Some 26 million children nationwide are expected to be enrolled in camps this year after schools wind down in just a few weeks.
“Demand is extremely strong for camps as parents are desperate for their kids to be out in nature with their peers and away from tech devices after two years of social distancing,” said Tom Rosenberg, president and CEO of the American Camp Association, a non -profit that represents the summer camp industry.
As demand surges, parents should prepare to pay more to secure a camp spot for their child. Rosenberg said camp fees are estimated to jump 10% to 15% this summer over 2021.
Some of this is demand-driven, he added. The summer camp industry, made up of over 15,000 camps, was already running at full capacity heading into the pandemic. In 2020, 82% of overnight camps and 60% of day camps didn’t operate at all. The loss of business forced some camps to shut down completely. Demand is outstripping supply even more now, he said.
Just as households are paying more for everyday goods and services, camp operators said they’re incurring more costs by having to pay more for camp supplies such as food, bus transportation staff and insurance.
The pandemic has added another expense category, too: on-premises Covid safety and testing protocols.
Out of space
Camp Creek Run is a 50-acre non-profit camp and nature preserve in Marlton, New Jersey, that runs summer day camps for kids ages 4 to 12. The camp typically gets 200 campers a week.
“We’re a smaller camp so demand is always high. But this year has definitely been different,” said Keara Giannotti, the camp’s executive director and director of Eco Studies. “Our slots filled up quickly. Some of our age groups filled up within two weeks once we opened registration, and that has never happened before.”
The camp currently has a waiting list for every week and every age group this year. “We had to close registration a few weeks ago, which we have also never done before, [and] we have canceled a couple of open houses,” she said.
Camp Creek Run fees are $330 a week this summer, compared to $300 in 2019.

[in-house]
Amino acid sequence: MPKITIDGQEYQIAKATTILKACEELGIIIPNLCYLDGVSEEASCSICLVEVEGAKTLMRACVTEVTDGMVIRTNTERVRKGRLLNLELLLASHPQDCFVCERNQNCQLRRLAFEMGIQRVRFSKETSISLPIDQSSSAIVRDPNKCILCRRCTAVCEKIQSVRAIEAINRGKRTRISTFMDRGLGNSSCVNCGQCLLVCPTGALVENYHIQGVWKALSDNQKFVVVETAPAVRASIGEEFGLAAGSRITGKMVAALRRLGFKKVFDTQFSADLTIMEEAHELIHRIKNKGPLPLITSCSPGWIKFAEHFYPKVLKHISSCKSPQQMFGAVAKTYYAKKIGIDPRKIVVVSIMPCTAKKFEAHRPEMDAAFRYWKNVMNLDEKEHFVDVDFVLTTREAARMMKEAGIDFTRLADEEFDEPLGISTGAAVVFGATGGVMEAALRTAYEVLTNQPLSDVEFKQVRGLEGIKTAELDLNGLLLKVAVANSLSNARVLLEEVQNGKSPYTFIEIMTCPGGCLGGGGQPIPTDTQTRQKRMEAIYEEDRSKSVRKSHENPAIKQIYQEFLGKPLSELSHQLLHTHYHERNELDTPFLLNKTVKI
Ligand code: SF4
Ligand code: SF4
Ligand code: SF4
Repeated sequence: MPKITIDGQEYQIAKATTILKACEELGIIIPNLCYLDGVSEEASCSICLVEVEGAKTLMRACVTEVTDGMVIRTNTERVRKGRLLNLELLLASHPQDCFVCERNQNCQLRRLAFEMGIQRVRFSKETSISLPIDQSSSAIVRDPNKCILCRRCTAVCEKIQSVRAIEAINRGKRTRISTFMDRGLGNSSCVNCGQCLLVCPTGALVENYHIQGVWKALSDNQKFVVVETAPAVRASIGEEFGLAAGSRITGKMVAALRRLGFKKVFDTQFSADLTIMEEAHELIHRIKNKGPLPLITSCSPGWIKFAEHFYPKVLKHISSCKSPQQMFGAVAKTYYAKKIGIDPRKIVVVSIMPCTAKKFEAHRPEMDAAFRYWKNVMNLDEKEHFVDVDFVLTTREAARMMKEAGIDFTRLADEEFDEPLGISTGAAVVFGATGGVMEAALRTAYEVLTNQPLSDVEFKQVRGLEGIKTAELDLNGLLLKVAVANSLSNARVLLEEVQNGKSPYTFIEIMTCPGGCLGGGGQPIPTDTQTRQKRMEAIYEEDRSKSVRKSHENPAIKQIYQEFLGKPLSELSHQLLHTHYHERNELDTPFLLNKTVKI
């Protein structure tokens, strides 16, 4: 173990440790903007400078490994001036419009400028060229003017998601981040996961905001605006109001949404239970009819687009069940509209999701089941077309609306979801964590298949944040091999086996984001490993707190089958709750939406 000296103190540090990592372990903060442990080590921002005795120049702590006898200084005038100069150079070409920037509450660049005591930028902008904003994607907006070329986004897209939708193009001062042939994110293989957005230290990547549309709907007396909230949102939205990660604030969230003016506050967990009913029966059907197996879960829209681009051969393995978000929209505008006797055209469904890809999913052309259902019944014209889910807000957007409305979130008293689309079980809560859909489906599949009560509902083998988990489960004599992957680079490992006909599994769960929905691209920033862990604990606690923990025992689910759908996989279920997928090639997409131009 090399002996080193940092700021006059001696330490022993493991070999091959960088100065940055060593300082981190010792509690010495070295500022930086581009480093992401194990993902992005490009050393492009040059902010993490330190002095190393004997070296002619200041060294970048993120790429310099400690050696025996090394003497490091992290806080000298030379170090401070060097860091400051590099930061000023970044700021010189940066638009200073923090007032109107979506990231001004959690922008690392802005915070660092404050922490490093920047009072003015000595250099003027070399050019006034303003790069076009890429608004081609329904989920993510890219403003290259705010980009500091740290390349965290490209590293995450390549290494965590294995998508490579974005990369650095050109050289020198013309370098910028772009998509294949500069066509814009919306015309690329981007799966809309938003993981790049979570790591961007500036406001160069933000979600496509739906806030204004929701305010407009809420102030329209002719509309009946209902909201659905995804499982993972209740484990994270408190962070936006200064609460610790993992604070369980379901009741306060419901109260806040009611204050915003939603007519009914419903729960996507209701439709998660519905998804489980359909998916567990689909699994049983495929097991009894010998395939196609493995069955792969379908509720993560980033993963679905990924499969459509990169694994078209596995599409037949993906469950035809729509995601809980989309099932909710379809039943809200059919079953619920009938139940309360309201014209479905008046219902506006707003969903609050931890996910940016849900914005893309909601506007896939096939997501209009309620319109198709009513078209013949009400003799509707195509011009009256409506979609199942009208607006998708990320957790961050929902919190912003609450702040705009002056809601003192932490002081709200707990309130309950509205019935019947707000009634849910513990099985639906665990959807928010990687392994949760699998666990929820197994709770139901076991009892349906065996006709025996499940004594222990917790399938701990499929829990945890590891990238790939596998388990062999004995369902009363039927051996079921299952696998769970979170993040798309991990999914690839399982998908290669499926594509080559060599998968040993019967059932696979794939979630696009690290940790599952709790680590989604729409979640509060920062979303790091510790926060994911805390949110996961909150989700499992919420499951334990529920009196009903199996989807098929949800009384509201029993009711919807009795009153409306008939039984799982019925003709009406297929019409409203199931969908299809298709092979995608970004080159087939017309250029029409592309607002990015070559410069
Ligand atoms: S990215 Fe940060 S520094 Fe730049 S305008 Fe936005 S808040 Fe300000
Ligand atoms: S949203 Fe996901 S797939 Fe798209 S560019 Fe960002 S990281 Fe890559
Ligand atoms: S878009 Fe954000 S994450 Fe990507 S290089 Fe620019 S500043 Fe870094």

Camp Tawonga, a non-profit 97-year-old Jewish summer camp located on 160 acres in the Stanislaus National Forest outside of Yosemite National Park, offers both summer camps and year-round programs.
Its most popular summer camp programs that run from five days to three weeks are full, said Casey Cohen, the camp’s senior communication’s director.
“Those programs filled up as early as the end of last November for summer 2022 and the camp opened waitlists,” she said.
Fees for its programs are higher, too: In 2019, a two-week session at the camp cost $4,065. In 2022, that same program costs $4,850, Cohen said.
Camp Tawonga CEO Jamie Simon said virtually all expenses are higher, driving up the cost of running overall.
“As our fees go up, we try to balance that increased with expanded financial assistance options,” said Simon. “We want to ensure that people can participate in Tawonga programs regardless of their financial situation. To that end, we give away over $750,000 a year in financial assistance.”
Not every family can afford to pay for summer camp. The Salvation Army is one of several organizations that offers free camps.
The organization runs 43 sleep away camps and hundreds of day camps nationwide for 6- to 17-year-olds, according to The Salvation Army Commissioner Kenneth Hodder.
“These camps are crucial for families. Parents right now are stressed at every step. As schools are about to close, many don’t have the option of doing their jobs remotely and have to be at their day jobs,” he said.
Hodder said demand has soared this year.
“80% of our campers don’t pay for the experience we provide, such as learning a new skill like swimming or archery or a craft. We also provide our campers with three meals a day. Many of them don’t get that at home,” he said.
The Salvation Army relies on public donations to fund its week-long summer camps, which Hodder estimates costs about $400 a week. “With inflation, it will cost considerably more this year, but that cost varies from place to place,” he said.
Hodder hopes public donations will continue to help offset the higher costs of running the camps.
“I worked at summer camps for eight summers. I was a dishwasher and a camp counselor. And I even met my wife at camp,” Hodder said. “These camps are vital for children, and families need to know they have an option for their child.”